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luciano berio / mike patton - Laborintus II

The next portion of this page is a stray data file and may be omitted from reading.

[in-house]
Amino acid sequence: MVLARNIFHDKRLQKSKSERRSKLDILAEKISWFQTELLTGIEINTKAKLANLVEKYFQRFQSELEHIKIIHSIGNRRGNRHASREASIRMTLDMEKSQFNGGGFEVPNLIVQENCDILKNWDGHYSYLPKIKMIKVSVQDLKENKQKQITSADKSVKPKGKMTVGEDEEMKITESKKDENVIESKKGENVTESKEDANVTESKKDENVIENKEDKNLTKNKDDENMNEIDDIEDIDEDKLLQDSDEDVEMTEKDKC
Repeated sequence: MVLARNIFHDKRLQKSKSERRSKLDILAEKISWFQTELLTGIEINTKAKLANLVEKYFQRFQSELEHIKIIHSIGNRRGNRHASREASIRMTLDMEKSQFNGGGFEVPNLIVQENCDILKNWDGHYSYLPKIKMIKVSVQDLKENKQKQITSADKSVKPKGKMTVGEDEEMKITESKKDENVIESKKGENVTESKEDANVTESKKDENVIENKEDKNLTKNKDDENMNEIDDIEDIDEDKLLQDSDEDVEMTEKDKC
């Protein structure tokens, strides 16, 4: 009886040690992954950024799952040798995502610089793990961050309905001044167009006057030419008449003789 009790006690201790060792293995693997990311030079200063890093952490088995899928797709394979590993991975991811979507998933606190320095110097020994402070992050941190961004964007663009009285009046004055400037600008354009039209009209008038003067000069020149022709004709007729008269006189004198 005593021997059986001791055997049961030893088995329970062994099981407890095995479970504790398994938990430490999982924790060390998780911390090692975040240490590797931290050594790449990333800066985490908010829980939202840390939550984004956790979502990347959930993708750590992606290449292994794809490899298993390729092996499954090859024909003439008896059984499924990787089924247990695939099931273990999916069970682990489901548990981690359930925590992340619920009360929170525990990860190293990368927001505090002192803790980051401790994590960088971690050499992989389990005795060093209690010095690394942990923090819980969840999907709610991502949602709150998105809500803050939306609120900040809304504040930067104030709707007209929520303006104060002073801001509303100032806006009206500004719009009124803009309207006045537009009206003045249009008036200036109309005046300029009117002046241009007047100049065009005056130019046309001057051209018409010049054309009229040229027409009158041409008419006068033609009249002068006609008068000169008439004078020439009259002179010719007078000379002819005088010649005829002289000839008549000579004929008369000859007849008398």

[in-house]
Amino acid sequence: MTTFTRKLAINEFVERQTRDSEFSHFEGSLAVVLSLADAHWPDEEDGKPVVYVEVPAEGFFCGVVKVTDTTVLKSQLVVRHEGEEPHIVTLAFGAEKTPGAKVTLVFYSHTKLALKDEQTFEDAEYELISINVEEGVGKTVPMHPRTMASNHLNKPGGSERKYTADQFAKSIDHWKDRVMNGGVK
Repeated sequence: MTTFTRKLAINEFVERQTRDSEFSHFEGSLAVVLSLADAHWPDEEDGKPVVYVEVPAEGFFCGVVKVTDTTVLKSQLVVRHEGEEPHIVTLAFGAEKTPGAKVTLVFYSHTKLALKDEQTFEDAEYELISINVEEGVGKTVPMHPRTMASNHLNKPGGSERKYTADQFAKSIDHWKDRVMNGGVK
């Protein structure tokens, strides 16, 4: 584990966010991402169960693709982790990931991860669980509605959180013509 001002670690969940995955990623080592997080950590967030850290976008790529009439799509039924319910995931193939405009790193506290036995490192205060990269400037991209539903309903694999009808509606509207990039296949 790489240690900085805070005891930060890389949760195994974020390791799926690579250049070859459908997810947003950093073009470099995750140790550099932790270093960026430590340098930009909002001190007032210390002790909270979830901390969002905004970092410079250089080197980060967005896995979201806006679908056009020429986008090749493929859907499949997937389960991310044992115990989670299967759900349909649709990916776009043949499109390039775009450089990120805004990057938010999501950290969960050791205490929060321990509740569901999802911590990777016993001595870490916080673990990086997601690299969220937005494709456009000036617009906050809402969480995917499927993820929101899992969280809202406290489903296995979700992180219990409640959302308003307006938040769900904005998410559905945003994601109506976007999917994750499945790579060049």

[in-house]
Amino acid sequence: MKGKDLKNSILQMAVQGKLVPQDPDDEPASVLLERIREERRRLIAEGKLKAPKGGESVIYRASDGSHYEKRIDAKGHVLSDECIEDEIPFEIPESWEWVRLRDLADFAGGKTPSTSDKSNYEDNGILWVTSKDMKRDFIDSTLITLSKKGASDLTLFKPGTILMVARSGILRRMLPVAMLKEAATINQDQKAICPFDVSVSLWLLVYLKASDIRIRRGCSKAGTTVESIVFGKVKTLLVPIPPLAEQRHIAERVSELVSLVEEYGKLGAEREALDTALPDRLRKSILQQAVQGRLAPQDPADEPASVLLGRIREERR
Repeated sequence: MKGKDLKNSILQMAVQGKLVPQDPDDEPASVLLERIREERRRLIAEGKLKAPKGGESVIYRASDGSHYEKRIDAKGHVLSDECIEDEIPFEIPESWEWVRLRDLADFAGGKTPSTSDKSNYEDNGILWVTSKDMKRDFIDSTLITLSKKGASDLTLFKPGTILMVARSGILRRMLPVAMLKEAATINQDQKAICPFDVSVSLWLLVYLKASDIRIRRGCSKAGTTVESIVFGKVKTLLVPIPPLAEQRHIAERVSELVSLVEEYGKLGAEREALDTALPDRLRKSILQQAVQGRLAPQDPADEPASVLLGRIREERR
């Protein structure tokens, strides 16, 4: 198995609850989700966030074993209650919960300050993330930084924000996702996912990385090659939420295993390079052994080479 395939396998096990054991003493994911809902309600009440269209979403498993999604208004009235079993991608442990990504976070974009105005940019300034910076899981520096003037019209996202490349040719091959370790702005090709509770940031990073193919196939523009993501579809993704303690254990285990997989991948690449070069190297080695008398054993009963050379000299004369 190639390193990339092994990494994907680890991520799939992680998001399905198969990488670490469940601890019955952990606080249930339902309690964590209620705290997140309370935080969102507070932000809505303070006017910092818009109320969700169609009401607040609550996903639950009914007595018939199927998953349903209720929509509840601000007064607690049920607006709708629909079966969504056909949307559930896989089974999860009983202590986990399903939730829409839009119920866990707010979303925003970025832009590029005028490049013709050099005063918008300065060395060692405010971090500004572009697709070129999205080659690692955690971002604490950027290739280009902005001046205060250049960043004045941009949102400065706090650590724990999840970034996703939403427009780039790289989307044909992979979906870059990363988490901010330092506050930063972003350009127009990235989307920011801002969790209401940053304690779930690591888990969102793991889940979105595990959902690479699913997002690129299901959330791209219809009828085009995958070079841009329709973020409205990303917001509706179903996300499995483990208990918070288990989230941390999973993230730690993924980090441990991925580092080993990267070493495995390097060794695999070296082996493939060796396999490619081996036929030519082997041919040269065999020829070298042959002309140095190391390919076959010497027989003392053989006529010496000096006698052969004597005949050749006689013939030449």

**Mike Patton heads up a remarkable performance of Luciano Berio's 'Laborintus II' (1965), on only the 3rd recording made available to the public, narrating Edoardo Sanguineti's 'Laborintus' poem to Ictus Ensemble's faithful interpretation** "Berio, a groundbreaking Italian composer whose lengthy list of compositions revel in experimentation and intuitively fuse classical, jazz and electronic music, created Laborintus II in 1965 to mark the 700th anniversary of Dante's birth. The composition is based on the "Laborintus" poem by Edoardo Sanguineti. Laborintus II highlights the timelessness of love and mourning and is told in three voices. In 1972, Berio performed Laborintus II at the Holland Festival, the Dutch premiere of the piece, with a set that included a giant blow-up doll and old car tires. In 2010, Mike Patton joined the Ictus Ensemble and Nederlands Kemerkoor at the Holland Festival for a performance of Laborintus II, which is featured on this release. Lieven Bertels, Holland Festival's former Artistic Director, said of the recital, "Loyal to the historical context of a repertoire piece from the previous century, we were also aware that this project could attract a much younger audience, for whom Laborintus II would be a first-time discovery of Berio's work. In reintroducing this piece, we added new touches -- foremost being the refreshing combination of narrator Mike Patton, regarded as one of the world's most versatile and astounding vocalists, with the fine vocal filigree of the Nederlands Kamerkoor and the musical volcano that is the Ictus Ensemble." Patton, who has continually paid tribute to Italian composers, most recently with his 2011 Mondo Cane album, discussed the differences and similarities between Berio, Morricone and Nono in an interview with Dutch newspaper NRC Handelsblad, " I can listen to Berio and Nono as easily as I can to Morricone but like all modern music of Italy, it is unfortunately marginalized. Maybe because of the language barrier, maybe because it's not easily understood. Berio, who was teaching in California when he wrote this piece, was listening to jazz, pop and folk music and incorporated all of it in his works without prejudice."